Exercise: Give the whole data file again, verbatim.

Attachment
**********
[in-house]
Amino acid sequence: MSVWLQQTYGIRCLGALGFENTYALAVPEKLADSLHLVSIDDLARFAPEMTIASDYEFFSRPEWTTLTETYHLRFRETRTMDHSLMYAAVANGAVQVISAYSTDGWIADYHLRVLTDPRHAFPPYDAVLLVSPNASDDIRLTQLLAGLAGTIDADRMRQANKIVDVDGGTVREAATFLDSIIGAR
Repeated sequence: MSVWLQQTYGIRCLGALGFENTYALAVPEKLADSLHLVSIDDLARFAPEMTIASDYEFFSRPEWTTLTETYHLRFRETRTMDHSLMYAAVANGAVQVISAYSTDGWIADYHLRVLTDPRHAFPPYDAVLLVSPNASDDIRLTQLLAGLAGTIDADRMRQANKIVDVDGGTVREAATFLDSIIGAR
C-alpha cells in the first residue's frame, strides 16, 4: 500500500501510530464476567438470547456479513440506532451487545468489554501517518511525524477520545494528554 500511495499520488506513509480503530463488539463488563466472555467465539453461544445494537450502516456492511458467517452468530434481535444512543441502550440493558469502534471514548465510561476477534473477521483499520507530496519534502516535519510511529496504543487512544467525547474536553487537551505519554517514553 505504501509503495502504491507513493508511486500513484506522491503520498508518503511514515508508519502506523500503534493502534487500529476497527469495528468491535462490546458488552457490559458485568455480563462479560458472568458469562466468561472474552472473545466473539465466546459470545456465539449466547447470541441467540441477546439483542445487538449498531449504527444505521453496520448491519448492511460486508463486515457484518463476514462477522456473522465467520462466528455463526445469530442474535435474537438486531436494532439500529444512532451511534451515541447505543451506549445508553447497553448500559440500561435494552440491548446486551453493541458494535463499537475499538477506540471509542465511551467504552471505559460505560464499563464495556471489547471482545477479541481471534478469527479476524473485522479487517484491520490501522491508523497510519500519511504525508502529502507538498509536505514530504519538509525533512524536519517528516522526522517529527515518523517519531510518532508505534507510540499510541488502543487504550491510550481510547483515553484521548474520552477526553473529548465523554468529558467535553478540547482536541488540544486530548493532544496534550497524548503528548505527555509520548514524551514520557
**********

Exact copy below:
[in-house]
Amino acid sequence: MSVWLQQTYGIRCLGALGFENTYALAVPEKLADSLHLVSIDDLARFAPEMTIASDYEFFSRPEWTTLTETYHLRFRETRTMDHSLMYAAVANGAVQVISAYSTDGWIADYHLRVLTDPRHAFPPYDAVLLVSPNASDDIRLTQLLAGLAGTIDADRMRQANKIVDVDGGTVREAATFLDSIIGAR
Repeated sequence: MSVWLQQTYGIRCLGALGFENTYALAVPEKLADSLHLVSIDDLARFAPEMTIASDYEFFSRPEWTTLTETYHLRFRETRTMDHSLMYAAVANGAVQVISAYSTDGWIADYHLRVLTDPRHAFPPYDAVLLVSPNASDDIRLTQLLAGLAGTIDADRMRQANKIVDVDGGTVREAATFLDSIIGAR
C-alpha cells in the first residue's frame, strides 16, 4: 500500500501510530464476567438470547456479513440506532451487545468489554501517518511525524477520545494528554 500511495499520488506513509480503530463488539463488563466472555467465539453461544445494537450502516456492511458467517452468530434481535444512543441502550440493558469502534471514548465510561476477534473477521483499520507530496519534502516535519510511529496504543487512544467525547474536553487537551505519554517514553 505504501509503495502504491507513493508511486500513484506522491503520498508518503511514515508508519502506523500503534493502534487500529476497527469495528468491535462490546458488552457490559458485568455480563462479560458472568458469562466468561472474552472473545466473539465466546459470545456465539449466547447470541441467540441477546439483542445487538449498531449504527444505521453496520448491519448492511460486508463486515457484518463476514462477522456473522465467520462466528455463526445469530442474535435474537438486531436494532439500529444512532451511534451515541447505543451506549445508553447497553448500559440500561435494552440491548446486551453493541458494535463499537475499538477506540471509542465511551467504552471505559460505560464499563464495556471489547471482545477479541481471534478469527479476524473485522479487517484491520490501522491508523497510519500519511504525508502529502507538498509536505514530504519538509525533512524536519517528516522526522517529527515518523517519531510518532508505534507510540499510541488502543487504550491510550481510547483515553484521548474520552477526553473529548465523554468529558467535553478540547482536541488540544486530548493532544496534550497524548503528548505527555509520548514524551514520557